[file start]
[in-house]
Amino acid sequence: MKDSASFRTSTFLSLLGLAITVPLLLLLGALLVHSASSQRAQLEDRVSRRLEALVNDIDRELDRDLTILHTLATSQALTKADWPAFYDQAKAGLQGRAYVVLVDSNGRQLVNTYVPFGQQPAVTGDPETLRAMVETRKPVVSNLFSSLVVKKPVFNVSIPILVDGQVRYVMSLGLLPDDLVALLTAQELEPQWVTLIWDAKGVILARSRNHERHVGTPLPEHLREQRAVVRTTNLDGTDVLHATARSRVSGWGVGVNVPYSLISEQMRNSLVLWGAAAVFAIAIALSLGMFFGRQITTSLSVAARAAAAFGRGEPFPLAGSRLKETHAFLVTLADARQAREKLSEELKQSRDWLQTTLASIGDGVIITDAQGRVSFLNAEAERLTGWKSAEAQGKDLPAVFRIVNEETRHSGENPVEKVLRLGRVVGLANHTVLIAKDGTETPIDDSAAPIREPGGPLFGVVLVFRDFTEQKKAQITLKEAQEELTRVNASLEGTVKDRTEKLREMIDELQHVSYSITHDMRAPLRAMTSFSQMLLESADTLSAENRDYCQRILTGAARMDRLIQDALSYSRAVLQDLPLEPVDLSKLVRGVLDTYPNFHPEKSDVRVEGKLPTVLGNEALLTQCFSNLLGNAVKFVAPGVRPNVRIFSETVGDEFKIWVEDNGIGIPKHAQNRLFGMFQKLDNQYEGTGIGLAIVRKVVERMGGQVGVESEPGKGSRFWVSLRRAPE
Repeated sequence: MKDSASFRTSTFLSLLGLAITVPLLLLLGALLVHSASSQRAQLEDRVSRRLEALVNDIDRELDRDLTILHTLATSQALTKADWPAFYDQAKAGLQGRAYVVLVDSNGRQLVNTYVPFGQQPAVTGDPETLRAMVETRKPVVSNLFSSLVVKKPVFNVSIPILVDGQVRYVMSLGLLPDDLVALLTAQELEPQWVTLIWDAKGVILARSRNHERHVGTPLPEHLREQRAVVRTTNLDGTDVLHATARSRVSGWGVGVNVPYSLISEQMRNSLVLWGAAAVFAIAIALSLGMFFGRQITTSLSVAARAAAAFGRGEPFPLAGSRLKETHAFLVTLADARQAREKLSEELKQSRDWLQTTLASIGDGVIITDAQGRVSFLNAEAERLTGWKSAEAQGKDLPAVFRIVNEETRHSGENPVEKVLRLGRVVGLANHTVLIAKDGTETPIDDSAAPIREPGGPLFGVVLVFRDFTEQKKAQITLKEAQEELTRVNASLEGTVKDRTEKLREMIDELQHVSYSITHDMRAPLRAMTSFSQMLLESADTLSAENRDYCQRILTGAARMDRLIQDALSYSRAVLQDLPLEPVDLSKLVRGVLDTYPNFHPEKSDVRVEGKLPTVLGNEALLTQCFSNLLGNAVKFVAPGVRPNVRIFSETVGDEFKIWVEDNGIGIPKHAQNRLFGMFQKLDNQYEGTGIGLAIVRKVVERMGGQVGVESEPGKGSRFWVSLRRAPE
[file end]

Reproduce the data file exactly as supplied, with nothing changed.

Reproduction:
[in-house]
Amino acid sequence: MKDSASFRTSTFLSLLGLAITVPLLLLLGALLVHSASSQRAQLEDRVSRRLEALVNDIDRELDRDLTILHTLATSQALTKADWPAFYDQAKAGLQGRAYVVLVDSNGRQLVNTYVPFGQQPAVTGDPETLRAMVETRKPVVSNLFSSLVVKKPVFNVSIPILVDGQVRYVMSLGLLPDDLVALLTAQELEPQWVTLIWDAKGVILARSRNHERHVGTPLPEHLREQRAVVRTTNLDGTDVLHATARSRVSGWGVGVNVPYSLISEQMRNSLVLWGAAAVFAIAIALSLGMFFGRQITTSLSVAARAAAAFGRGEPFPLAGSRLKETHAFLVTLADARQAREKLSEELKQSRDWLQTTLASIGDGVIITDAQGRVSFLNAEAERLTGWKSAEAQGKDLPAVFRIVNEETRHSGENPVEKVLRLGRVVGLANHTVLIAKDGTETPIDDSAAPIREPGGPLFGVVLVFRDFTEQKKAQITLKEAQEELTRVNASLEGTVKDRTEKLREMIDELQHVSYSITHDMRAPLRAMTSFSQMLLESADTLSAENRDYCQRILTGAARMDRLIQDALSYSRAVLQDLPLEPVDLSKLVRGVLDTYPNFHPEKSDVRVEGKLPTVLGNEALLTQCFSNLLGNAVKFVAPGVRPNVRIFSETVGDEFKIWVEDNGIGIPKHAQNRLFGMFQKLDNQYEGTGIGLAIVRKVVERMGGQVGVESEPGKGSRFWVSLRRAPE
Repeated sequence: MKDSASFRTSTFLSLLGLAITVPLLLLLGALLVHSASSQRAQLEDRVSRRLEALVNDIDRELDRDLTILHTLATSQALTKADWPAFYDQAKAGLQGRAYVVLVDSNGRQLVNTYVPFGQQPAVTGDPETLRAMVETRKPVVSNLFSSLVVKKPVFNVSIPILVDGQVRYVMSLGLLPDDLVALLTAQELEPQWVTLIWDAKGVILARSRNHERHVGTPLPEHLREQRAVVRTTNLDGTDVLHATARSRVSGWGVGVNVPYSLISEQMRNSLVLWGAAAVFAIAIALSLGMFFGRQITTSLSVAARAAAAFGRGEPFPLAGSRLKETHAFLVTLADARQAREKLSEELKQSRDWLQTTLASIGDGVIITDAQGRVSFLNAEAERLTGWKSAEAQGKDLPAVFRIVNEETRHSGENPVEKVLRLGRVVGLANHTVLIAKDGTETPIDDSAAPIREPGGPLFGVVLVFRDFTEQKKAQITLKEAQEELTRVNASLEGTVKDRTEKLREMIDELQHVSYSITHDMRAPLRAMTSFSQMLLESADTLSAENRDYCQRILTGAARMDRLIQDALSYSRAVLQDLPLEPVDLSKLVRGVLDTYPNFHPEKSDVRVEGKLPTVLGNEALLTQCFSNLLGNAVKFVAPGVRPNVRIFSETVGDEFKIWVEDNGIGIPKHAQNRLFGMFQKLDNQYEGTGIGLAIVRKVVERMGGQVGVESEPGKGSRFWVSLRRAPE